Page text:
How I Became an Accidental Founder

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The Detroit Founder Friday speaker explains how she stumbled into the role of entrepreneur.

By Molly McFarland (Founder & Chief Marketing Officer, AdAdapted)

I never expected to be an entrepreneur.

When Mike and I founded AdAdapted, I had been working in sales and marketing for about six years. Three of those years had been with a well-established architecture firm, and the following three at a promising Ann Arbor startup, Amplifinity.

I knew very little about the tech world or Ann Arbor startup scene when I first joined Amplifinity, having come from a marketing role at a very established, very traditional architecture firm. The real estate market (and seemingly everything else Michigan) had crashed in 2008, and people were talking about how Michigan had to reinvent itself with new ideas and new industries. I didn’t know how I’d be able to take advantage of this changing energy, but I knew that I did not want to be in real estate anymore. So, when I was approached by the founder of Amplifinity, a word-of-mouth marketing platform, newly funded and touting well-known customers, I was ready for the leap.

“Risky? Really?!”

I didn’t expect some of the comments I received about the career move. Friends, family and former colleagues were surprised that I would take a role that was so risky. I actually remember thinking,. “Risky? Really?!” I had just watched a huge industry that felt as  staple as medicine and education disintegrate around me… how much worse could it be? Maybe I was just naive, but the uncertainties involved with working at a startup never bothered me.

I also was asked a lot if I felt prepared for the role. I knew that I had tools to be successful, but the truthful answer was, no I was not prepared. During my first year as marketing director, I was constantly looking for the protocols and roadmaps that existed at my previous position, but they didn’t exist. At first the constant trial and error, brainstorming and experimenting felt like a scramble. I later realized it was part of the deal. Especially when launching new products and services that have never been seen before, in markets that didn’t exist five years before. No one has it all figured out.

Feeling Like a Fraud

The fun part, I began to realize, was moving as fast a possible and “building the plane at 30,000 feet.”

Fast forward three years: my co-worker (and good friend), Mike told be about an idea he had for a new company. The concept was to reduce app publishers’ reliance on disruptive banner ads with a technology platform that made customized, native ads scalable across mobile apps.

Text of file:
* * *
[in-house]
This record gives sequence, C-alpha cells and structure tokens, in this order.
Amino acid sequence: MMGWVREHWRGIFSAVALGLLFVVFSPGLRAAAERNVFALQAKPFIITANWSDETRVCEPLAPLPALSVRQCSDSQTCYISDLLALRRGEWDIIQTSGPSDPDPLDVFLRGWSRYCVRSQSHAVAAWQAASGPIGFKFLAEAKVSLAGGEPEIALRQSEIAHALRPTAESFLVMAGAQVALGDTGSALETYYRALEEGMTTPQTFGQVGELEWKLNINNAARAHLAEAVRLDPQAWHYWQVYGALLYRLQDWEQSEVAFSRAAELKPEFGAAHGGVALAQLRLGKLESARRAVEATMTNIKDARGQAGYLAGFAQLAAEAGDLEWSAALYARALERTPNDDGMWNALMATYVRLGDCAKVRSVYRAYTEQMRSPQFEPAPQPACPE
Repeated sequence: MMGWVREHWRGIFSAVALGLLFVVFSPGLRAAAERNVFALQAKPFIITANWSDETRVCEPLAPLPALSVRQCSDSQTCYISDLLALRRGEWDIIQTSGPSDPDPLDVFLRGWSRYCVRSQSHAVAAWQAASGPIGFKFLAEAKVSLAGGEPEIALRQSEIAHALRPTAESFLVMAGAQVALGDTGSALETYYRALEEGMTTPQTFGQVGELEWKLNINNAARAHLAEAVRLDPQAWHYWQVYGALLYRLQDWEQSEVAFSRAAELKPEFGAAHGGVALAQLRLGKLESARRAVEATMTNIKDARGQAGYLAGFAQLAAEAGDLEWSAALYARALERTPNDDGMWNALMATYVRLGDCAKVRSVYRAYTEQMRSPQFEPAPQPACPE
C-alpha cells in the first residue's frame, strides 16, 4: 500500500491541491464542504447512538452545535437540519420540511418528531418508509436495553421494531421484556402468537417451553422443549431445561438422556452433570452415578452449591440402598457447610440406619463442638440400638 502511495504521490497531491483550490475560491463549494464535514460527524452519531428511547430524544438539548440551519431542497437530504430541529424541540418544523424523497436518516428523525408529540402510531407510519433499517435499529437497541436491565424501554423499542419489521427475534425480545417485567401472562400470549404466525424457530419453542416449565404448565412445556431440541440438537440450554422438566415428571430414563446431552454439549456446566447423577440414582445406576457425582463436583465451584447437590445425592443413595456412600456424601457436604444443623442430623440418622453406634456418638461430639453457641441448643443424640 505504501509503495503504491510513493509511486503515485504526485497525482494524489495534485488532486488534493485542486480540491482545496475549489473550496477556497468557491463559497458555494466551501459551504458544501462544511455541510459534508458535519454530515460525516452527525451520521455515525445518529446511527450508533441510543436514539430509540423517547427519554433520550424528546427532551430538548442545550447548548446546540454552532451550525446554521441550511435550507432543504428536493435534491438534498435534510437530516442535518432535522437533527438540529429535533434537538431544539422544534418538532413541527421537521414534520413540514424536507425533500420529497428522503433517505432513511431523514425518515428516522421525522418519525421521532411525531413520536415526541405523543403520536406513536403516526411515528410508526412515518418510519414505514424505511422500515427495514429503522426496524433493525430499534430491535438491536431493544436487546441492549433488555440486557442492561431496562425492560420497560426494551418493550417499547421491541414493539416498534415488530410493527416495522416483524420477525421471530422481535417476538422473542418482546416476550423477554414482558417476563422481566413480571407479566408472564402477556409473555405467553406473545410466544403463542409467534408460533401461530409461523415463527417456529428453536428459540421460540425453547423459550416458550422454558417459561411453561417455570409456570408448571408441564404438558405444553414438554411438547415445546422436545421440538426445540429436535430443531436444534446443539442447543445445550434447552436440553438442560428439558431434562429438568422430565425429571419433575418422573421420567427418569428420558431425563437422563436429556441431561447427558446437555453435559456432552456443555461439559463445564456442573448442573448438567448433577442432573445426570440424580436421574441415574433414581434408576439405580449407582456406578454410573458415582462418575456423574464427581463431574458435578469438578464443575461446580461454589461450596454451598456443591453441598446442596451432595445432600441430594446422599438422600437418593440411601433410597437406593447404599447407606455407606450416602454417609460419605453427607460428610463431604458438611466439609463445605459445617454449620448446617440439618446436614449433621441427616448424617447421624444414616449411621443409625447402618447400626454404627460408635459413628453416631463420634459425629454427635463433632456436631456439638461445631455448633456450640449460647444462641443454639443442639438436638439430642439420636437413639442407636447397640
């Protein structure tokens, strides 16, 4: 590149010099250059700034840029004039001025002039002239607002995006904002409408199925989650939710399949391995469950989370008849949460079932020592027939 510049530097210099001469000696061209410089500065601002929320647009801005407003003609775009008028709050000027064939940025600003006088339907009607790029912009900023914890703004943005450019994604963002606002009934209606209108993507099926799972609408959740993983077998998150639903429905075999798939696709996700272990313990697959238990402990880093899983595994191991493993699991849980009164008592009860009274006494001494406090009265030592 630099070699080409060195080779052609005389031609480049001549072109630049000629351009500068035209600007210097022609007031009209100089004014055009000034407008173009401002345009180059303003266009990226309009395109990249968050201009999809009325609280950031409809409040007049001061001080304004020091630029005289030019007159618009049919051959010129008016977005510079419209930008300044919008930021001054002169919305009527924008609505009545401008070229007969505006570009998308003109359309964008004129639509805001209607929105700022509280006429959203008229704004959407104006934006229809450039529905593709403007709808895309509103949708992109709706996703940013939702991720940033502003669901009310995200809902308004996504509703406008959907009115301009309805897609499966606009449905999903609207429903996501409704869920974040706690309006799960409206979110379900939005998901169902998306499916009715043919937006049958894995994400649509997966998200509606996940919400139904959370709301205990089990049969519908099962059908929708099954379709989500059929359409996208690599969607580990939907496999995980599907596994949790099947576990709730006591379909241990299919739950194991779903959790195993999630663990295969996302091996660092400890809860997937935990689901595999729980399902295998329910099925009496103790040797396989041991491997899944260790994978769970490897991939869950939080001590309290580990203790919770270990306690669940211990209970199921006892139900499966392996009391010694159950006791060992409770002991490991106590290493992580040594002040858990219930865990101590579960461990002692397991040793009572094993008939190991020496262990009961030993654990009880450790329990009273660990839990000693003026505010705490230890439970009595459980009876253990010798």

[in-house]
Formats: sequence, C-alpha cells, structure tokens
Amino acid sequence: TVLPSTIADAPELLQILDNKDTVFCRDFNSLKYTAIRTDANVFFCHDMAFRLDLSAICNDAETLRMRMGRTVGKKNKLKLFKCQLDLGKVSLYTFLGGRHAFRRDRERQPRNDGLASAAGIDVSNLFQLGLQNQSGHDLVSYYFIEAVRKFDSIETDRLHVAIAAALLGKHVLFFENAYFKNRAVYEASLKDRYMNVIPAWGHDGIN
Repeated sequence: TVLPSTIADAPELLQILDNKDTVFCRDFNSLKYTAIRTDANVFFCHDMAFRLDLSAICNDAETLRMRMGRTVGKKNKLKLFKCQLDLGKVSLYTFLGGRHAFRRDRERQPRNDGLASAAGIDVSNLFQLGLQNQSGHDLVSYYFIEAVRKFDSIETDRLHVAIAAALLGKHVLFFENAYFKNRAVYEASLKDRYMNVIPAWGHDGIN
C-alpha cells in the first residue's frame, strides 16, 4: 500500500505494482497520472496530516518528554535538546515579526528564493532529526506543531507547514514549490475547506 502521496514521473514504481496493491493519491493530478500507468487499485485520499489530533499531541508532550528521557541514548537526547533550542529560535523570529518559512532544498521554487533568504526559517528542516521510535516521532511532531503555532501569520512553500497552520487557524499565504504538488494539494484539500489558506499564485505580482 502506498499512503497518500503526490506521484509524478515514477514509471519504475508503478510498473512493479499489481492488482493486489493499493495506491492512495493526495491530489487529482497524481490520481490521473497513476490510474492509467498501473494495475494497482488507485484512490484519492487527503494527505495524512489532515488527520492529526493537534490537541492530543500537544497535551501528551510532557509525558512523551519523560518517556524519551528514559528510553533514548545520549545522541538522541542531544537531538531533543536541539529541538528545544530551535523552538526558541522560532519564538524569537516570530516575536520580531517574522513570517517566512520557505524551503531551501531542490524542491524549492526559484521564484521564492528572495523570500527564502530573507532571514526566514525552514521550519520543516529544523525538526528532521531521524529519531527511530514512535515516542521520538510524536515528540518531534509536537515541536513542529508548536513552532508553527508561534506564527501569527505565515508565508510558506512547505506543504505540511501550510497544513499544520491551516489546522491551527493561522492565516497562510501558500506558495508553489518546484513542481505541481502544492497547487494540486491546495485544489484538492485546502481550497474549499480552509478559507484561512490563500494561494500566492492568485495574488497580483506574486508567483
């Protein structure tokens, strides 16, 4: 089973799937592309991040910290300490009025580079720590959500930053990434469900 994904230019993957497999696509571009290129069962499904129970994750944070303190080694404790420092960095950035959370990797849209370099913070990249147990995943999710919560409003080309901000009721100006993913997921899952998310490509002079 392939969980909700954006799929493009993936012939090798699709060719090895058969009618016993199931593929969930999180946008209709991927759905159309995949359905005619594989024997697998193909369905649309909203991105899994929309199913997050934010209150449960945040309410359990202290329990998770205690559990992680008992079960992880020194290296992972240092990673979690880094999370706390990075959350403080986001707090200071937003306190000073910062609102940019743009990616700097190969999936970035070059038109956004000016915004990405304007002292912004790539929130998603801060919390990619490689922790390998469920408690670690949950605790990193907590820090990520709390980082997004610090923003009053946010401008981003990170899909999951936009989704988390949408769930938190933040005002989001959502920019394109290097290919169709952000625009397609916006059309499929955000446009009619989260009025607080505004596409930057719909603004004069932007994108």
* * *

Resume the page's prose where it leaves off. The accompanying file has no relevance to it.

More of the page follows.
When he first approached me, it was only to ask for some advice on basic messaging and presentation outlines. However, I quickly found myself walking into prospective client meetings and investor boardrooms pitching the newly minted AdAdapted idea. In the beginning, we were so terrified about being called out as frauds that I would turn bright red just introducing myself. But I was also starting to feel addicted: we kept pitching and kept getting positive feedback. We’d find new opportunities, new ways to pitch our concept, and as the company started taking shape we were just excited.

Soon we found ourselves working nights and weekends (mornings, lunch hours… whenever we could). I don’t really remember making the decision to be a founder or an entrepreneur, but I found an idea I believed in, a passion for bringing it to market, and was excited to follow it to the end.

Go Ahead, Leap

After about six months, we knew that it was time to take the leap. We left our jobs and started working full time on AdAdapted. It took us about a year to raise our first round of funding and we’re just starting to embark on the next chapter as a funded company. This coming year will be full of terrifying challenges, but you get used to that. Being an entrepreneur is the most stressful, exhausting and exhilarating job I can imagine, but it’s not a decision I could have ever made in a vacuum.

To my fellow female entrepreneurs, I would say, if you find an idea you believe in and are passionate about making it successful, go for it. Don’t over think your qualifications (very few have it figured out) and remember that life in general is risky – where’s the harm in a little more?

Want to hear more from founders like Molly? Meet them in person at Founder Friday.

MollyAbout the guest blogger: Molly McFarland is AdAdapted’s founder and Chief Marketing Officer. Prior to founding AdAdapted, Molly held the position of Director of Marketing at Amplifinity where she planned and executed a cross-channel sales and marketing strategy, successfully sold to fortune 500 clients, and assisted in raising Series A funding.